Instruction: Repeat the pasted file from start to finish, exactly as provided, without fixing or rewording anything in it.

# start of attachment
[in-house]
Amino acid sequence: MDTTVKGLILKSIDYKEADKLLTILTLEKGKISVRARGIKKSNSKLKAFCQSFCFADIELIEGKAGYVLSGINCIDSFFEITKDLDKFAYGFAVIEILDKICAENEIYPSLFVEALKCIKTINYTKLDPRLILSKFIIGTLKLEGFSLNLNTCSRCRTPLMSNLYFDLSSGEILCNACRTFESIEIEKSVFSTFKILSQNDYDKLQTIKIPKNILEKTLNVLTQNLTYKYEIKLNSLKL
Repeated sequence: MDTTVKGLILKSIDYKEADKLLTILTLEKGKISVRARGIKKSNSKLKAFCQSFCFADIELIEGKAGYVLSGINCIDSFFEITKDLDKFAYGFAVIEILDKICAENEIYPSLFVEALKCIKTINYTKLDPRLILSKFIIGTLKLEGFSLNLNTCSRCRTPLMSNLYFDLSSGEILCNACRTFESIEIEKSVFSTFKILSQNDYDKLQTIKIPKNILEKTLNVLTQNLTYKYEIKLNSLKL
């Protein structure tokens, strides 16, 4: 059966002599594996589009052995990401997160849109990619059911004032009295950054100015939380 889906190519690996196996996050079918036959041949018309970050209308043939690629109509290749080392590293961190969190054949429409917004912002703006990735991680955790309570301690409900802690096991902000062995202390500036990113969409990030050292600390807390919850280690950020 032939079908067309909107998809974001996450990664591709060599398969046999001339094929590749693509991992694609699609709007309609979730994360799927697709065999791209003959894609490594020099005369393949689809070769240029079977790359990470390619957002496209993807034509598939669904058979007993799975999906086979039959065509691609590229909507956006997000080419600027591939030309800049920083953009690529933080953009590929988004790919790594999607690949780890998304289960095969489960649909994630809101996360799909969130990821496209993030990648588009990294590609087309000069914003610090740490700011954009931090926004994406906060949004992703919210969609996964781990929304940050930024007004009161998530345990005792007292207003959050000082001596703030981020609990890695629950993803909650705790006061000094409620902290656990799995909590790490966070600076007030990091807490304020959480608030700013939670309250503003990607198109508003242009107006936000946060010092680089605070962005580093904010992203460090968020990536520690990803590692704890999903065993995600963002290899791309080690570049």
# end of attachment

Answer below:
[in-house]
Amino acid sequence: MDTTVKGLILKSIDYKEADKLLTILTLEKGKISVRARGIKKSNSKLKAFCQSFCFADIELIEGKAGYVLSGINCIDSFFEITKDLDKFAYGFAVIEILDKICAENEIYPSLFVEALKCIKTINYTKLDPRLILSKFIIGTLKLEGFSLNLNTCSRCRTPLMSNLYFDLSSGEILCNACRTFESIEIEKSVFSTFKILSQNDYDKLQTIKIPKNILEKTLNVLTQNLTYKYEIKLNSLKL
Repeated sequence: MDTTVKGLILKSIDYKEADKLLTILTLEKGKISVRARGIKKSNSKLKAFCQSFCFADIELIEGKAGYVLSGINCIDSFFEITKDLDKFAYGFAVIEILDKICAENEIYPSLFVEALKCIKTINYTKLDPRLILSKFIIGTLKLEGFSLNLNTCSRCRTPLMSNLYFDLSSGEILCNACRTFESIEIEKSVFSTFKILSQNDYDKLQTIKIPKNILEKTLNVLTQNLTYKYEIKLNSLKL
């Protein structure tokens, strides 16, 4: 059966002599594996589009052995990401997160849109990619059911004032009295950054100015939380 889906190519690996196996996050079918036959041949018309970050209308043939690629109509290749080392590293961190969190054949429409917004912002703006990735991680955790309570301690409900802690096991902000062995202390500036990113969409990030050292600390807390919850280690950020 032939079908067309909107998809974001996450990664591709060599398969046999001339094929590749693509991992694609699609709007309609979730994360799927697709065999791209003959894609490594020099005369393949689809070769240029079977790359990470390619957002496209993807034509598939669904058979007993799975999906086979039959065509691609590229909507956006997000080419600027591939030309800049920083953009690529933080953009590929988004790919790594999607690949780890998304289960095969489960649909994630809101996360799909969130990821496209993030990648588009990294590609087309000069914003610090740490700011954009931090926004994406906060949004992703919210969609996964781990929304940050930024007004009161998530345990005792007292207003959050000082001596703030981020609990890695629950993803909650705790006061000094409620902290656990799995909590790490966070600076007030990091807490304020959480608030700013939670309250503003990607198109508003242009107006936000946060010092680089605070962005580093904010992203460090968020990536520690990803590692704890999903065993995600963002290899791309080690570049």